It Has Happened

For lovers of experimental photography in Paris, TPTP’s December-show, It Has Happened, was a thought-provoking group exhibition which did not disappoint.

Subtle strains of classical music set the tone for the December 12th, 2009 opening at the gallery on 20 rue Muller, in Montmartre where visitors were invited to explore a compelling selection of contemporary photography by 19 international artists. The contributing artists were Lutz Baumann, Aline Biasutto, Daniel Holfeld, María-Alejandra Huicho, Sibyll Kalff, Scotty Lawrence and Andrew Scott Ross, Evi Lemberger, Anke Loh, Eduardo Goulart de Macedo, ´Chia´ Nurhamsiah, Vincenzo Pandolfi, Simona Da Pozzo, Valérie Prot, Anahita Razmi, Andrew Schroeder, Jordan Tate, Anjana K.V., and Keren Zaltz.

Unlike its predecessor Residue, this exhibition seemed to focus less on process and more on the power of the fully realized image to evoke other worlds than the strictly documentary. The central question, then, was to what extent we could consider each photo to be an autonomous work instead of a direct reference to a real past, or a faithful reflection of reality.

On one end of the spectrum, there was the highly textural and non-literal. In his work “Untitled”, Lutz Baumann investigated texture and volume, as well as the theme of absence. Using two orange diagonal lines made of tape which radiated from either side of the photograph, he firmly anchored his work in the realm of the abstract.

On the other end, we saw Evi Lemberger’s “Girl, Vari” which examined fragmented cultural identity. Lemberger adopted the intensely personal perspective of the outsider as she showed us a gypsy girl proudly displaying her wedding dress. A member of the displaced and marginalized population of Transcarpathia, the nineteen-year-old candidly shares the happiest day of her life with the viewer.

Next, in “Love, Pinkie”, Daniel Holfeld used photography to document the private identity of a very public leader. The photo of the late Benazir Bhutto’s intimate letters to her family presents the tangible remains of her private legacy.

Finally, in “Sans Titre (Filature)”, Anahita Razmi reconstructed the observation photo of artist Sophie Calle viewing a painting in a gallery. By divesting the image of its original narrative, however, Razmi potently blurred the boundary between art and reality.

In conclusion, It Has Happened impressed and delighted visitors with its diverse responses to the question of the essence and limits of photography.

 

By Jasmine Soori-Arachi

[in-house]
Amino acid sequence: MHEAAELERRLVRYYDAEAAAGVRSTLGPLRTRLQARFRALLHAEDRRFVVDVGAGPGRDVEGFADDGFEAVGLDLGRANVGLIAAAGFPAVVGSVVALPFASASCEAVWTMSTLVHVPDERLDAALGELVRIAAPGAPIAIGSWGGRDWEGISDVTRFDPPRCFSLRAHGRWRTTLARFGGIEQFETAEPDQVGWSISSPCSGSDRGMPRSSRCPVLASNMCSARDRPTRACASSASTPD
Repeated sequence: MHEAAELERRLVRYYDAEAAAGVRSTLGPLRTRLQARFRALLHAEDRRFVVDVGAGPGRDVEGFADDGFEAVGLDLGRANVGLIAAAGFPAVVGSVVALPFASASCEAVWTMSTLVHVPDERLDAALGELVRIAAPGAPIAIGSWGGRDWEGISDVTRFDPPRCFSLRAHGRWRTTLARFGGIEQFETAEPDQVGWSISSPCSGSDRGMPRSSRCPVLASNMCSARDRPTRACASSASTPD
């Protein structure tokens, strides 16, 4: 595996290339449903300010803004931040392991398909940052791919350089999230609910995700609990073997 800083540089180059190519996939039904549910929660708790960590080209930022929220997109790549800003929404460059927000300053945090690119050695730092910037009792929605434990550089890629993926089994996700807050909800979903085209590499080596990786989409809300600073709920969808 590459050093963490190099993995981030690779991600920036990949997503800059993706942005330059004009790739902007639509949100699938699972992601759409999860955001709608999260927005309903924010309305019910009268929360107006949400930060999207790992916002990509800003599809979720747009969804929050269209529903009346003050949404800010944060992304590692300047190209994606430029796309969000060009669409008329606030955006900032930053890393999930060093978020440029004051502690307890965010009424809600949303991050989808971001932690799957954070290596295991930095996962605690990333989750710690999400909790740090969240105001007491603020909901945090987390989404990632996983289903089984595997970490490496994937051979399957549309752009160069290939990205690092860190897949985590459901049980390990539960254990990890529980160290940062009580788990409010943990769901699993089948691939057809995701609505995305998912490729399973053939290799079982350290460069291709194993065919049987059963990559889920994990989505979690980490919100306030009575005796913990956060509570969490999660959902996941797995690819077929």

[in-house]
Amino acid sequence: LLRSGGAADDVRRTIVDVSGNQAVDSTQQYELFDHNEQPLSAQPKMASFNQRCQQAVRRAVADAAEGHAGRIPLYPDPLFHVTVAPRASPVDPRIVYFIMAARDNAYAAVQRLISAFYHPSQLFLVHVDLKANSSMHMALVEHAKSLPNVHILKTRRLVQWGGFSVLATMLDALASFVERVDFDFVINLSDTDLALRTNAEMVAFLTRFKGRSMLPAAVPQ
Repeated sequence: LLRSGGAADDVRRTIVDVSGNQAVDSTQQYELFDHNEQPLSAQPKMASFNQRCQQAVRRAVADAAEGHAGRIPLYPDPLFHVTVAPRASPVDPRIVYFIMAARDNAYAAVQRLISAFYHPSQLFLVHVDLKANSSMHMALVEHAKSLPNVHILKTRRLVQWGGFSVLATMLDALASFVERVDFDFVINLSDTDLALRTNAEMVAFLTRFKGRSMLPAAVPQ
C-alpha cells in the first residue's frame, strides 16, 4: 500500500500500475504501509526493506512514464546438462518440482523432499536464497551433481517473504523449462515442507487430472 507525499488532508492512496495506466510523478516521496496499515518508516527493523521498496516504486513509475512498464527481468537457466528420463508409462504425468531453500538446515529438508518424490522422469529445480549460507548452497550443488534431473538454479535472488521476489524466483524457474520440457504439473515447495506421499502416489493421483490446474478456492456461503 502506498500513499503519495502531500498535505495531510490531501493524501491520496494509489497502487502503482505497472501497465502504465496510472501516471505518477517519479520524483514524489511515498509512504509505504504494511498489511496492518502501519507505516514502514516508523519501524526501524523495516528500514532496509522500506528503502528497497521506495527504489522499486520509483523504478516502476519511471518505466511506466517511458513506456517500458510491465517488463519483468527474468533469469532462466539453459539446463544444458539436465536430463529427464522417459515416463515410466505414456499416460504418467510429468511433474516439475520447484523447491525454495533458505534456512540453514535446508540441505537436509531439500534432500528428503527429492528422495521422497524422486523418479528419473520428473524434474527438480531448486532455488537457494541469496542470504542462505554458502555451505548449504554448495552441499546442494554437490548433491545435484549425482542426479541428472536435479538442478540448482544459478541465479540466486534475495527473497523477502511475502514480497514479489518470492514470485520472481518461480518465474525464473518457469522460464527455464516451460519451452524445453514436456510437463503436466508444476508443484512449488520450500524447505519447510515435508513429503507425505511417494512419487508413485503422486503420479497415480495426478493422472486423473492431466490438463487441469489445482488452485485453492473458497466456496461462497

About the author: Jasmine Soori-Arachi A native of Omaha, Nebraska, Jasmine Soori-Arachi was awarded a B.A. cum laude in Cultural Studies (specialization psycholinguistics) from Utrecht University in the Netherlands. Instead of continuing her career in linguistics, however, her love of acting convinced her to pursue a life in the theater. She subsequently trained at the international theater school ITS DNA, and then at the Dutch national conservatory for acting and cabaret (Kleinkunstacademie Amsterdam). Afterwards, she continued to learn from such masters as Shusaku Takeuchi, guest choreographer of Nederlands Danstheater and Ola Mafalaani, guest director of Toneelgroep Amsterdam, and artistic director of Noord Nederlands Toneel. In Amsterdam, she also worked with Theaterworks Amsterdam where she played Abigail in Arthur Miller’s The Crucible. Interested in creating multi-disciplinary theatre, she founded her own theater company, Chrysalis and wrote, produced and acted in the play Personae as well as produced a commedia dell’arte adaptation of Shakespeare’s Twelfth Night and produced and acted the role of Margarethe Bohr in Michael Frayn’s Copenhagen. While acting Shakespeare in Geoff Bullen’s class during an intensive at the Royal the Academy of Dramatic Art in London, she developed a passion for theater research. This eventually led her to France where she is currently completing her Master’s in Theater History and French baroque opera at the Sorbonne in Paris. In August 2010 she organized and curated an international residency for contemporary art called Return to Walden with the participation of nine artists from around the globe. The exhibition then travelled to the gallery TPTP in Paris in September 2010 where it enjoyed continued success. From December 2010 to January 2011 Jasmine was an intern for Mariame Clement on her production of Rameau’s Castor et Pollux at Theater an der Wien in Vienna. In February, 2011 she created and acted in a production about Marie Antoinette for the theatre of Villeneuve, in Burgundy. In June, 2011 she was the assistant stage director and scenographer for Notes from the Underworld– a dance/music/video/theatre piece directed, choreographed and performed by Namiko Gahier which premiered at Le Petit Festival in Dubrovnik, Croatia. In July 2011, she directed a multidisciplinary production of Shakespeare’s A Midsummer Night’s Dream with baroque music and modern dance in Passy, Bourgogne. In January, 2012 her production Arlequin, Empereur dans la Lune featuring baroque theatre and opera combined with contemporary and traditional Japanese dance premiered in Villeneuve-sur-Yonne in Burgundy, France. Future projects include directing V pour Velours for violinist Stephanie Paulet at L’Abbaye de Royaumont in June, as well as acting in Sorcieres! a music / theatre production with baroque music for organ performed by Stephane Fuget in August, directing and acting the role of Miranda in The Tempest, in Sri Lanka in December, 2012, as well as directing Mozart’s The Magic Flute in Cameroon in 2013.

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